The pastor lives in a parsonage that is physically part of the same building as the Church. This parsonage is not only used as his family’s residence, but is also used for church business. Under the CCIA, the pastor’s home is now a “sensitive location” where he is prohibited from possessing a firearm, including a handgun for self-defense. In order to fully comply with the CCIA, the pastor would have to turn all his firearms over to the government, and he refuses to do so.
The pastor’s church has an addiction recovery ministry, and the pastor travels to homes of people addicted to drugs. CCIA makes it impossible for the Pastor to legally carry while ministering, as it declares all private property a “restricted location” and requires him to get express consent, sometimes of an addict, before entering his or her home while carrying a firearm. But for the CCIA, he would continue carrying his firearm while providing this ministry as he has in the past.
The pastor believes that the CCIA places off limits “any gathering of individuals to collectively express their constitutional rights to ... assemble.” This would seem to cover a church service. To the extent that this section covers church activities, the Pastor does not intend to comply.”
The Church maintains a church bus and a church van, used to take church members, youth, and members of the public with them when they travel. The CCIA appears to ban firearm possession in their “bus” and the pastor Mann does not intend to comply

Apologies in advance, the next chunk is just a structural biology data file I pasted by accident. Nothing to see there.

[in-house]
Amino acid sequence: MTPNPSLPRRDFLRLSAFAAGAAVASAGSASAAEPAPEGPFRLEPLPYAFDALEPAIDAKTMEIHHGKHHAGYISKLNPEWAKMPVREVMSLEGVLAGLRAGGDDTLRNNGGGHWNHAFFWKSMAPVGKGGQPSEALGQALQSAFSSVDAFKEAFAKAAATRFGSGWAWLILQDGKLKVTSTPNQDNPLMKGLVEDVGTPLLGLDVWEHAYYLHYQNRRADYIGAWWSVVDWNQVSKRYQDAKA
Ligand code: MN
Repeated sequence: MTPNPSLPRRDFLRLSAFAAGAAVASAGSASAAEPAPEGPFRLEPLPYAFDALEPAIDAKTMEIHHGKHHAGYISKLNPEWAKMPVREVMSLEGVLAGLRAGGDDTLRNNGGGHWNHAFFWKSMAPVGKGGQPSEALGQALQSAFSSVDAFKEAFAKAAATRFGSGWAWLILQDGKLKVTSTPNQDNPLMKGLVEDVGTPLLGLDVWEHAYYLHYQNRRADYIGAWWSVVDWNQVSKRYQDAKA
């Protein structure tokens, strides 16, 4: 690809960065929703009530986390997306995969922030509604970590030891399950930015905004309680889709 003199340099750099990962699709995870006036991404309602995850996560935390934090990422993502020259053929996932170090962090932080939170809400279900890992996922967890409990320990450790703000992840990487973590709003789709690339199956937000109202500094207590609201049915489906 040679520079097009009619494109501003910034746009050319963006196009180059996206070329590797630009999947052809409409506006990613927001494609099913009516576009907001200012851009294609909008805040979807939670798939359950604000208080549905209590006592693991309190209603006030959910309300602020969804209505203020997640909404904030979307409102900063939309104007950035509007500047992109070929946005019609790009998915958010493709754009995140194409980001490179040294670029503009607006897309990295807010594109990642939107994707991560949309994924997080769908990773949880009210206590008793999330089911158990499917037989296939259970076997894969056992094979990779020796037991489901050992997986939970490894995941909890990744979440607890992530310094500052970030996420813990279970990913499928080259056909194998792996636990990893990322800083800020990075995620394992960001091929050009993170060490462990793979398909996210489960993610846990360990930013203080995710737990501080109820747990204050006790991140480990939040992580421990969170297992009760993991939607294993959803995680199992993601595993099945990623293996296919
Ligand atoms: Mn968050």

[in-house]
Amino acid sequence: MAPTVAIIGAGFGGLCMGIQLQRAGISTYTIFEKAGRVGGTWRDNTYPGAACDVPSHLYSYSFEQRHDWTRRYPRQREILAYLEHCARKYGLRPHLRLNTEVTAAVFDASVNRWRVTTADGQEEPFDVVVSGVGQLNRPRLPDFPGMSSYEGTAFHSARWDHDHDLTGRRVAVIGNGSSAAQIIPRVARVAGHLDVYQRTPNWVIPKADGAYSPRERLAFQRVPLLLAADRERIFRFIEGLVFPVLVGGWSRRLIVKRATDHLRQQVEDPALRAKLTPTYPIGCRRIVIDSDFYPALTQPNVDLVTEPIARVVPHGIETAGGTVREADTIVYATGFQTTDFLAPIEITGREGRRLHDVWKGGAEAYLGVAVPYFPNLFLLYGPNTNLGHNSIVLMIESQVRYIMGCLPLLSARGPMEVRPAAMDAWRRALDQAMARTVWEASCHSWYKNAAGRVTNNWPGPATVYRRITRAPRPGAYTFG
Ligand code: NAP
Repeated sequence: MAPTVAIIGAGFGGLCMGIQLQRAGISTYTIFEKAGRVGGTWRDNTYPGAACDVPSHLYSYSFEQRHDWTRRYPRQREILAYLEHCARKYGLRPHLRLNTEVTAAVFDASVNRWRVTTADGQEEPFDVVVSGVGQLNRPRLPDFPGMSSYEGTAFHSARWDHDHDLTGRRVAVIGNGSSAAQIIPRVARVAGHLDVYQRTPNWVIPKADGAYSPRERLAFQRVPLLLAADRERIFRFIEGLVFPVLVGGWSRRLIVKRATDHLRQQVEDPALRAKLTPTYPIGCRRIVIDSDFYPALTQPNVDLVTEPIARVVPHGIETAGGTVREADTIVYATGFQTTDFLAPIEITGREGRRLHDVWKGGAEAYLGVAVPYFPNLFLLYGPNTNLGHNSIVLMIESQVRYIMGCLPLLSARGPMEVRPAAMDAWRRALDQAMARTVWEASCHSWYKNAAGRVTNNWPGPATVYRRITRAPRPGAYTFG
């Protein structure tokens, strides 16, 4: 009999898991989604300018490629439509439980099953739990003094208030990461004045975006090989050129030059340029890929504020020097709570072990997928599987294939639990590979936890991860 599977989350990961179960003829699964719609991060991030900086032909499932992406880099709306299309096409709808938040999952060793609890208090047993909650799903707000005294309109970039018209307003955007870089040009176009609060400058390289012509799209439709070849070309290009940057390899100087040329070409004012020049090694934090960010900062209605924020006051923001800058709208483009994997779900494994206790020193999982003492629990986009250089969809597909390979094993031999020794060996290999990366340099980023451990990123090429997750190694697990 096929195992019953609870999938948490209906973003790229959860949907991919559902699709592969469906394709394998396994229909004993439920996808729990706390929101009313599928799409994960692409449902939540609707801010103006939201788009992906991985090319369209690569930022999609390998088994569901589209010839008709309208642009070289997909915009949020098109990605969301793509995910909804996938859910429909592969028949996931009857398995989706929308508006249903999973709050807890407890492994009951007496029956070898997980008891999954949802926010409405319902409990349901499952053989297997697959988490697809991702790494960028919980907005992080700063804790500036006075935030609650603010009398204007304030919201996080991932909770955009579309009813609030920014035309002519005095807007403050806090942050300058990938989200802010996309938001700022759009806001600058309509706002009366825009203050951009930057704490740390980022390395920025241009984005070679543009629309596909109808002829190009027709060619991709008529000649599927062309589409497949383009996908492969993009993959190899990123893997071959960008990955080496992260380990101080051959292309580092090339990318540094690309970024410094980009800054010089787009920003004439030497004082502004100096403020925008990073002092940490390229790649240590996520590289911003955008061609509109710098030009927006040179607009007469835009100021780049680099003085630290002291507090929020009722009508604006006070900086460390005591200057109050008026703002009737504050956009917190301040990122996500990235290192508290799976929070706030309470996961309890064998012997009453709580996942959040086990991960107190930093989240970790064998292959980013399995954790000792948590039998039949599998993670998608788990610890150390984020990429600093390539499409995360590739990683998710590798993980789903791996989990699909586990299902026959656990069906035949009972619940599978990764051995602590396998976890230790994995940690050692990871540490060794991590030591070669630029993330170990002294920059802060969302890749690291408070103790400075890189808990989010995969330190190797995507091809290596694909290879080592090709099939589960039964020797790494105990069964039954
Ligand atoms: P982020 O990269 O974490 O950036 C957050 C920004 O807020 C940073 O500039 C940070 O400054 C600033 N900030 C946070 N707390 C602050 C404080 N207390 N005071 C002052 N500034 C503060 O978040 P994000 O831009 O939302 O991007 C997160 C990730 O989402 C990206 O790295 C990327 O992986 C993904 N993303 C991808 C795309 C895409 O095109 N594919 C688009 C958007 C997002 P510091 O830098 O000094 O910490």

Because the pastor’s church plays music before, during, and after worship services, the CCIA separately bans firearms at a “performance venue” or “concert” and additionally a “banquet hall,” as they often break bread together. The CCIA does not appear to include an exemption even for the Lord’s Supper.
A fourth plaintiff is a volunteer firefighter. This usually means that he is going about his normal daily routines when he receives a call to respond and he has no opportunity to go home to disarm and stow his firearm. There are times that, while armed, he has responded to an emergency call at locations that the CCIA now declares to be “sensitive locations” including private property now deemed a “restricted location”.
The Catskills Park surrounds the fourth plaintiff’s town and he has often responded to calls for assistance in that park. There is no exception for him to carry there or even drive to there with a firearm during an emergency call, and he would be liable for a felony if he, as a first responder, responded to an emergency situation while armed.
The plaintiff responds to house and structure fires, and renders aid. Plaintiff states it would be “absurd” to have to ask a family to provide him with their ‘express consent’ to carry his firearm prior to entering their home to put out a fire or to provide lifesaving medical care.
Plaintiff intends to continue carrying his firearm as a firefighter, which will put him in violation of the CCIA as he responds to calls.
Plaintiff also runs a small hotel/bed and breakfast. His now “restricted location” would have to post signage to allow guests to carry, because “person-by-person ‘express consent’” is impractical to give to each visitor. CCIA requires him to engage in compelled speech to continue to provide services to those who bring their firearms to his hotel. If he refuses to be compelled to speak, he will lose the business of gun owners who lawfully travel with their firearms. If he posts a sign allowing concealed carry, he will lose business from customers that do not share that view. The CCIA politicizes his business against his will and, no matter which option he chooses, he will lose business.”
Plaintiff cannot leave with a firearm without entering the Catskills Park surrounding his town, even if the firearm is unloaded, locked and stored in a trunk because there is no exception for travel in the park.